The RISC OS User Group of London (ROUGOL) will be looking at the BBC Microcomputer this month, with a visit from Jason Nicholls, an active member of the Acorn and BBC User Group (ABUG) and regular exhibitor at shows, representing Retro Software.
Jason will be talking to the group about some of the modern upgrades available for the 8-bit system, even though the machine went out of production over a quarter of a century ago. A popular computer, an issue like that were only ever going to be minor – and its users therefore have the support of an enthusiastic community of developers, who produce new software to run on it, and new hardware add-ons to enhance it.
Modern hardware upgrades for the BBC include a variety of storage solutions, offering the means to access USB memory sticks and SD cards, which are an ideal medium for floppy disc images, allowing quick and convenient access to all that old (and new) software.
A particularly impressive hardware upgrade is VideoNuLA (which visitors to the Southwest show will probably be able to see on Rob Coleman’s stand). The BBC Micro had a fixed palette of just eight colours, with its biggest colour depth being sixteen colours – with the extra eight merely being flashing combinations. One of VideoNuLA’s features is that it expands that to a more palatable (get it?) range of 4,096 colours, so that screen mode (MODE 2) able to cope with sixteen colours now able to display sixteen different colours from that palette.
The BBC Micro was able to play host to second processors via its tube interface, allowing the machine to provide input/output facilities to a more powerful (or in some cases just alternative) system. A number of such processors were available, such as the z80, x86, and 32016 – and a cunningly appropriate modern upgrade is PiTubeDirect is an interface that uses a Raspberry Pi as a second processor. As if using a modern ARM-based system as a second processor isn’t enough, now consider that it can emulate all those older second processors, so it provides them all in a single upgrade.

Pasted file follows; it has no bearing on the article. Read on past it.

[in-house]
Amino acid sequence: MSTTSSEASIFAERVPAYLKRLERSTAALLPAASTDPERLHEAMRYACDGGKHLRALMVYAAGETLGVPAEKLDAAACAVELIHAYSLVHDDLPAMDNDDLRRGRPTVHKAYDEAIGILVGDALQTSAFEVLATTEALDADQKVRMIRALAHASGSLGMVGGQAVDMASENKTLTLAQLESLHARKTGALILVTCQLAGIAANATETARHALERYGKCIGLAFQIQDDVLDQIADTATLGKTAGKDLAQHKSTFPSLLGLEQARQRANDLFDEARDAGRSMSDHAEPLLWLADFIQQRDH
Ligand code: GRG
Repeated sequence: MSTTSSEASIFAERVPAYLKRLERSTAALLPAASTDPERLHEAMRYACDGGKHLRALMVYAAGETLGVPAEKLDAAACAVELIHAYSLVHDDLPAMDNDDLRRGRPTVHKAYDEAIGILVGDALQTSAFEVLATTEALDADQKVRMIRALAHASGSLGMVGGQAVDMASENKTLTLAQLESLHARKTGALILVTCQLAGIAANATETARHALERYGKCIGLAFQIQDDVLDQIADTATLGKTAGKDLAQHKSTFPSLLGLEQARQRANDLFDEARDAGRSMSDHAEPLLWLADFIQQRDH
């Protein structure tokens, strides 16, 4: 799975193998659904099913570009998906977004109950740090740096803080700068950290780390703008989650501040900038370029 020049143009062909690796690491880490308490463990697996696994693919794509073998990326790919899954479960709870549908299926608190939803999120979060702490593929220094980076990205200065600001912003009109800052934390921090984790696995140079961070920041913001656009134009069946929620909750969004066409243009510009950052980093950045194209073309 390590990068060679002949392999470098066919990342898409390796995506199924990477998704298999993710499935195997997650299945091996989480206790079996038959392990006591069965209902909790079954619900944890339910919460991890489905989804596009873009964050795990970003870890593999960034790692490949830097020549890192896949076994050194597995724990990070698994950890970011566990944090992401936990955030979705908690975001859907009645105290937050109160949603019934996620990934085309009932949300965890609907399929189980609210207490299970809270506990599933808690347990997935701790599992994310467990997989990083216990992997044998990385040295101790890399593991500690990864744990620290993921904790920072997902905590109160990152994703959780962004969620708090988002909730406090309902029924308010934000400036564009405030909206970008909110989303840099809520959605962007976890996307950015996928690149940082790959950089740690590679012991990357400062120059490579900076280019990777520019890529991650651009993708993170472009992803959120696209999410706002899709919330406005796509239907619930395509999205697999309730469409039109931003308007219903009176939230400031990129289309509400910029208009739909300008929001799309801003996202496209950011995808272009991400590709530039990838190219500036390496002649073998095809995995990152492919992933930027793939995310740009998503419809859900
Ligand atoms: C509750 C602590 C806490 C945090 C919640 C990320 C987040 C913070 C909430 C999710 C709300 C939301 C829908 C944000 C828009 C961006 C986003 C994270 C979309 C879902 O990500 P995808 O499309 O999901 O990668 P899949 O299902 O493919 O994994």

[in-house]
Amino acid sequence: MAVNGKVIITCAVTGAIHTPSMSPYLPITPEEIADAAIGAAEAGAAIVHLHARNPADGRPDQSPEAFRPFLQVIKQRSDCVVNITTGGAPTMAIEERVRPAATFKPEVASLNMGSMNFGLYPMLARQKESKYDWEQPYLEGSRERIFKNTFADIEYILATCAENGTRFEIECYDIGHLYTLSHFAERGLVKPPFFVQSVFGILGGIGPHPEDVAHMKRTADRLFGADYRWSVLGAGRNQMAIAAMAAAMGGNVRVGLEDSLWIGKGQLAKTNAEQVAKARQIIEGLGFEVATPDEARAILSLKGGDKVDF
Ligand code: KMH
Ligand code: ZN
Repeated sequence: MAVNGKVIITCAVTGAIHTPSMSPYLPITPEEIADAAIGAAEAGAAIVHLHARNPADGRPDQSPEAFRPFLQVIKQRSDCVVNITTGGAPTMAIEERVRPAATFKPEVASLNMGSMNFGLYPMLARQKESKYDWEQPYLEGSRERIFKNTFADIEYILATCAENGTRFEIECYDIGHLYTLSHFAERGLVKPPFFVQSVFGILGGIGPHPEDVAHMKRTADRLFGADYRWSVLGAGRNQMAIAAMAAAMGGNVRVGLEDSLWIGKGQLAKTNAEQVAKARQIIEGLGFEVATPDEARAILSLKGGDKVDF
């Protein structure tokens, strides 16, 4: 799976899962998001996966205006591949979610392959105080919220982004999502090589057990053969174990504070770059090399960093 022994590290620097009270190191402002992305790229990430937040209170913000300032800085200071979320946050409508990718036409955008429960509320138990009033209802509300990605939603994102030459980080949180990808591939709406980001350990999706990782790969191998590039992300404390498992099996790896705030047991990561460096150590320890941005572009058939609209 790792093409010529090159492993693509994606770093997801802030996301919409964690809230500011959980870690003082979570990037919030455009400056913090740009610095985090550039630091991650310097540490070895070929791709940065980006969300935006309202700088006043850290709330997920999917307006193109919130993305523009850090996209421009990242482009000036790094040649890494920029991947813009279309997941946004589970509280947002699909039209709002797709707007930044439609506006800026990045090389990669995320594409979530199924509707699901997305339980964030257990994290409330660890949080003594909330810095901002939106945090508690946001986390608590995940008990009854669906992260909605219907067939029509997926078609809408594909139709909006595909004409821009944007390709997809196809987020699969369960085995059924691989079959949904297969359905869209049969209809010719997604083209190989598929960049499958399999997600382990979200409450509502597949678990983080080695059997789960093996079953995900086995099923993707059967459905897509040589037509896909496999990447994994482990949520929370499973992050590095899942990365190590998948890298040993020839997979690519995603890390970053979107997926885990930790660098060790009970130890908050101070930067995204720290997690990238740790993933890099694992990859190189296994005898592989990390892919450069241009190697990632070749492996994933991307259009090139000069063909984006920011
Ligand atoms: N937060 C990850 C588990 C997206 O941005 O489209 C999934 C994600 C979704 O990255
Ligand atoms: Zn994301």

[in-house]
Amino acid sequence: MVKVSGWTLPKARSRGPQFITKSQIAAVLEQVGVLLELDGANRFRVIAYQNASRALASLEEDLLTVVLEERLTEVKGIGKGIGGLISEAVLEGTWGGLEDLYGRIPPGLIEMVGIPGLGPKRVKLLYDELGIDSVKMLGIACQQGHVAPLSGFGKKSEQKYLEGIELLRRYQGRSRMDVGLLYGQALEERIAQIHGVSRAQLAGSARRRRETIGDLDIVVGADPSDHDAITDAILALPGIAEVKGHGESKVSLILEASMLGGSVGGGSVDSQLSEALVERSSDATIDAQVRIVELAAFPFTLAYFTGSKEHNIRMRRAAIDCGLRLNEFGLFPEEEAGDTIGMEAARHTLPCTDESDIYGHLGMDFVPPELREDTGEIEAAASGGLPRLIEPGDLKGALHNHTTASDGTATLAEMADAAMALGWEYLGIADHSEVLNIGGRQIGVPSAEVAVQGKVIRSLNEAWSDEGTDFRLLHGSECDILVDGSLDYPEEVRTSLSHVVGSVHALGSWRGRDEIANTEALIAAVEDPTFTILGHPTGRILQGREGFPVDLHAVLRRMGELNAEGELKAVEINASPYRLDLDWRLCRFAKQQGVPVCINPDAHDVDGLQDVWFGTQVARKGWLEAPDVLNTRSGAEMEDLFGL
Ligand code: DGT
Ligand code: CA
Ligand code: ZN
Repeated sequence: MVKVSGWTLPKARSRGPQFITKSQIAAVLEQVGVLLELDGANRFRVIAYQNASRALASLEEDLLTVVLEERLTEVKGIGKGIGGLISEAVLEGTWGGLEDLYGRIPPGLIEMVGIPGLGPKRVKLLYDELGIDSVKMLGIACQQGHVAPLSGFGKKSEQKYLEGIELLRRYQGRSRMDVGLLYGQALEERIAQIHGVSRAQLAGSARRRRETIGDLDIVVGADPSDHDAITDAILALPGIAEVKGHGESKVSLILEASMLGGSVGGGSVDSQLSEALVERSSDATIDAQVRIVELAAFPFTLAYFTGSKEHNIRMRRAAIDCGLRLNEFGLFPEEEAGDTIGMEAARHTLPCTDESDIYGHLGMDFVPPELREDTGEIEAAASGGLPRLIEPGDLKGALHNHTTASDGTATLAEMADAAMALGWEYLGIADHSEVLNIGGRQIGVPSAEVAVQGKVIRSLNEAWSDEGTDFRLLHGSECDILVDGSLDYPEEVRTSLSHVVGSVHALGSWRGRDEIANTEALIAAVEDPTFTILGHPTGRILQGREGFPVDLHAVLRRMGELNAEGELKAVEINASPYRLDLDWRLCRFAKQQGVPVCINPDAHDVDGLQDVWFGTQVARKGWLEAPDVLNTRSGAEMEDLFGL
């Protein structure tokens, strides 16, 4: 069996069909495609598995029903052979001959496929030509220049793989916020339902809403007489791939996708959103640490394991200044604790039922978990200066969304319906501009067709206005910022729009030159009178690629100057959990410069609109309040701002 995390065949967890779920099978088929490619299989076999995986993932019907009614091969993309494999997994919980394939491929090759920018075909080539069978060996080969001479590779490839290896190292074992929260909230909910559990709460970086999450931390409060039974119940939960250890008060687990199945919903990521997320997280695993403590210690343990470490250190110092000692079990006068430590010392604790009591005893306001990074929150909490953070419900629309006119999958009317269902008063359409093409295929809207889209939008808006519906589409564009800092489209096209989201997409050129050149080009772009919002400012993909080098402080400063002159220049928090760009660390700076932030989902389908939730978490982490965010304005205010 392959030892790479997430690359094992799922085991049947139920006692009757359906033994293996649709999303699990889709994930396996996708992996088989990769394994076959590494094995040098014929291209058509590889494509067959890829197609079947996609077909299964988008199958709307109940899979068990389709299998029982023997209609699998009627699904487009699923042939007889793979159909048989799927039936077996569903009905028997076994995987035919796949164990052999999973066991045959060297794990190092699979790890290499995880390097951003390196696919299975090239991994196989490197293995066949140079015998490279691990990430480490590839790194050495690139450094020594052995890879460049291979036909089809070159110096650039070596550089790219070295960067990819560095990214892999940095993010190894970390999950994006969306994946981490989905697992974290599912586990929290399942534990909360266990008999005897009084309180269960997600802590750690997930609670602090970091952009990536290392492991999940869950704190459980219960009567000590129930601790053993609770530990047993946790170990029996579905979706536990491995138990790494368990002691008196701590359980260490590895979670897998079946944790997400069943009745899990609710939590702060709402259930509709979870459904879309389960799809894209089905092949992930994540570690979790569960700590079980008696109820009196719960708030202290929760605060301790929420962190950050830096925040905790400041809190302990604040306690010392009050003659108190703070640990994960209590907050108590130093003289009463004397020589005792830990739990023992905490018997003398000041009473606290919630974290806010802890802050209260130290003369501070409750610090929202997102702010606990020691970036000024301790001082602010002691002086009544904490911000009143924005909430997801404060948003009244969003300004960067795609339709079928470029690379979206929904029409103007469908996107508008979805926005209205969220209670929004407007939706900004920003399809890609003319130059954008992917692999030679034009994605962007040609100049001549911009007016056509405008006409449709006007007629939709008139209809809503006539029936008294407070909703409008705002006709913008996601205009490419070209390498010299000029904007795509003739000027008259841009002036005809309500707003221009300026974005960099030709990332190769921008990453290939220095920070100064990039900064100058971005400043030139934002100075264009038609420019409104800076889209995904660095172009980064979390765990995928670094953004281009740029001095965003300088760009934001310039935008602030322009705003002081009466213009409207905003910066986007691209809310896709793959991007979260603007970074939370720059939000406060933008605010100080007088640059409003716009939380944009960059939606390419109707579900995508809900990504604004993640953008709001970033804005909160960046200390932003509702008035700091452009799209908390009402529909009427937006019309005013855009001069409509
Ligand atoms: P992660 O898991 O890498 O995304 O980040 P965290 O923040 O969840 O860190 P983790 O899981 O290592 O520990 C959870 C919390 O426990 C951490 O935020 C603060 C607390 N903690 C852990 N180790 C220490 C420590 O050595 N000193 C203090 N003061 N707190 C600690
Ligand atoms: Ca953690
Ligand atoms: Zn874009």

Switching to software, there are a number of new games available for the BBC, and some of these will be shown at the meeting – along with modern development tools and emulators that make it much easier to write (and debug) software for the platform.
The meeting, which is free to attend, will take place at 7:45pm on Monday, 17th February, at the group’s new venue:
The Duke of Sussex (upstairs in the Chichester Room),
23 Baylis Road,
A couple of minutes walk from Waterloo Station, the Duke of Sussex is easy to reach if you’re travelling by public transport, and for drivers there is parking outside on Coral Street. ROUGOL can be contacted via Twitter, by telephone on 07970 211 629, or by email if any help is needed finding the venue – or for any other relevant information.
The group also organises the annual London Show, which takes place in October – and this year that will be on Saturday, 24th October, once again at the St Giles Hotel, Feltham.